Conservatory tax axed- but what about the rest of Part L?
The Government has scrapped plans for what was dubbed a ‘conservatory tax' that would have required homeowners to install additional - and potentially expensive - energy efficiency measures when making home improvements.
Part of the complicated proposals under the England and Wales Building Regulations: Part L 2013 Consultation - ‘consequential improvements' have been part of the Government's agenda for many years.
This time, as in 2006 and 2010, it seems it has folded to pressure. Rupert Scott, TRADA's Membership and Marketing Manager, is not surprised. "If someone is having their windows replaced for example, should they really have to pay to have further energy efficiency measures undertaken, when they are already doing this with the windows?"
He said the key issue for industry is whether the plans would to create more work for construction. "There will be some who are dissuaded from upgrading their windows altogether - and in this scenario everyone loses," he said.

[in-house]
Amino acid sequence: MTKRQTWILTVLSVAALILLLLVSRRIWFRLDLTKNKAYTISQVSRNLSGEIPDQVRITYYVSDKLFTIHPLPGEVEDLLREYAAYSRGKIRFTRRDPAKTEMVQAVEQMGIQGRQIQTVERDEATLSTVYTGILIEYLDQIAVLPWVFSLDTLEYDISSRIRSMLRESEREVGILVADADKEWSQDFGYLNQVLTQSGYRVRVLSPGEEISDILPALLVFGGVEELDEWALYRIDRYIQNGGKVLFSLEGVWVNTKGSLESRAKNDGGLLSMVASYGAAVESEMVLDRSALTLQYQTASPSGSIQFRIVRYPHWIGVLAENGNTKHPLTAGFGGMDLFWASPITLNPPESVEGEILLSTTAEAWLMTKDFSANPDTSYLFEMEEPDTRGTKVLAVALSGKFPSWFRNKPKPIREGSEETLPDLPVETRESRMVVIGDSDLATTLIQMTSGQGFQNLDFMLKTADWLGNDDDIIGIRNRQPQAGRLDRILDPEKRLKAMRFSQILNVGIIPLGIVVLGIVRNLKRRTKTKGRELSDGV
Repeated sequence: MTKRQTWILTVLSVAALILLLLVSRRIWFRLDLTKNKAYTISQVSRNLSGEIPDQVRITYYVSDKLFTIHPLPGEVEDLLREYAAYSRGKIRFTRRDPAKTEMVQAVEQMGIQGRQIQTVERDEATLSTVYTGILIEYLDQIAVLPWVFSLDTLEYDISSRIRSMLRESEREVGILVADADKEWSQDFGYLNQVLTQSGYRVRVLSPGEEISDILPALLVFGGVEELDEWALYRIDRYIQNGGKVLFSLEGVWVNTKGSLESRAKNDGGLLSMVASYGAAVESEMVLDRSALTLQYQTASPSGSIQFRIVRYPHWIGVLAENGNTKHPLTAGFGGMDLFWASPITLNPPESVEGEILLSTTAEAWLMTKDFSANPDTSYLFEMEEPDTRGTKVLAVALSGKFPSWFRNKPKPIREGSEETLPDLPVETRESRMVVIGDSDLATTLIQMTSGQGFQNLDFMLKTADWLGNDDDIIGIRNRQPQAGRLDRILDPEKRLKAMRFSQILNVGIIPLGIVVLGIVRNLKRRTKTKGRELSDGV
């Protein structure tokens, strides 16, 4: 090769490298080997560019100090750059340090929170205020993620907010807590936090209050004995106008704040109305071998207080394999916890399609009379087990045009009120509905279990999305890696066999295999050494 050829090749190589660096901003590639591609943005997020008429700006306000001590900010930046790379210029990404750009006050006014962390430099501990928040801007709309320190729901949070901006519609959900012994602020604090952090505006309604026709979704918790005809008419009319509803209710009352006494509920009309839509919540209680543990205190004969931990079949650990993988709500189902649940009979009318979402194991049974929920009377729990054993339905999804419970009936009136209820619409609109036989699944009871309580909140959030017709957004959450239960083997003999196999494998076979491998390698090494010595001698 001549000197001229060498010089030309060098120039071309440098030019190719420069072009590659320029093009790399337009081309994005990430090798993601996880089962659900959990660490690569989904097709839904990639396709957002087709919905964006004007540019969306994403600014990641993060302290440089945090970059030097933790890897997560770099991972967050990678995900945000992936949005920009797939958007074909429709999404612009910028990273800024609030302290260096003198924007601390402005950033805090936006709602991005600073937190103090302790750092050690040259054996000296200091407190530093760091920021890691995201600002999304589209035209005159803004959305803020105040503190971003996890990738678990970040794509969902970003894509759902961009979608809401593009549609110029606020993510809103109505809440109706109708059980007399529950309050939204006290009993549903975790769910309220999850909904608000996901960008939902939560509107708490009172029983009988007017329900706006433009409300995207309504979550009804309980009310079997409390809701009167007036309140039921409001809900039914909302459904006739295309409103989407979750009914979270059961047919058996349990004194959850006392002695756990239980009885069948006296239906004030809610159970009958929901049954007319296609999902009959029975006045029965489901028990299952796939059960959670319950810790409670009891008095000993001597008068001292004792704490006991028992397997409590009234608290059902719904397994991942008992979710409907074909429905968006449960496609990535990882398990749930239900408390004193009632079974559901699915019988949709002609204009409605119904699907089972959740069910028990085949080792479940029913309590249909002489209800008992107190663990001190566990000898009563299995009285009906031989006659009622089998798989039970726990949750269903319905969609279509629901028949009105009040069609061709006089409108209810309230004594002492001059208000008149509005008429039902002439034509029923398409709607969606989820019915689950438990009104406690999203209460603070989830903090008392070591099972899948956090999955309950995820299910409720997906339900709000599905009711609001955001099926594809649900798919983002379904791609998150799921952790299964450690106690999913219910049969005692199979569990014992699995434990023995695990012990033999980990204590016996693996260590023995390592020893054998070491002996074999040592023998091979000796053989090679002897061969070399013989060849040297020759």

Another key point of the consultation - as summarised in the latest TRADA Construction Briefings document - is that the overall CO² maximum design targets have been watered down from what was expected for 2013: for dwellings, the Government's suggested position is a reduction of the 2010 CO² target by 8%.
"This is not much of mid-way bridge between the 2010 requirements and the goal of ‘zero carbon' in 2016," says Mr Scott. "The main issue is that all changes to building regulation guidance have to be appraised for their economic impact. The bottom line is that as we increase the energy performance levels it becomes increasingly difficult to make the financial case.
"The performance standards are not that onerous but the way the Government is proposing to ask people to comply is. It needs to get much simpler."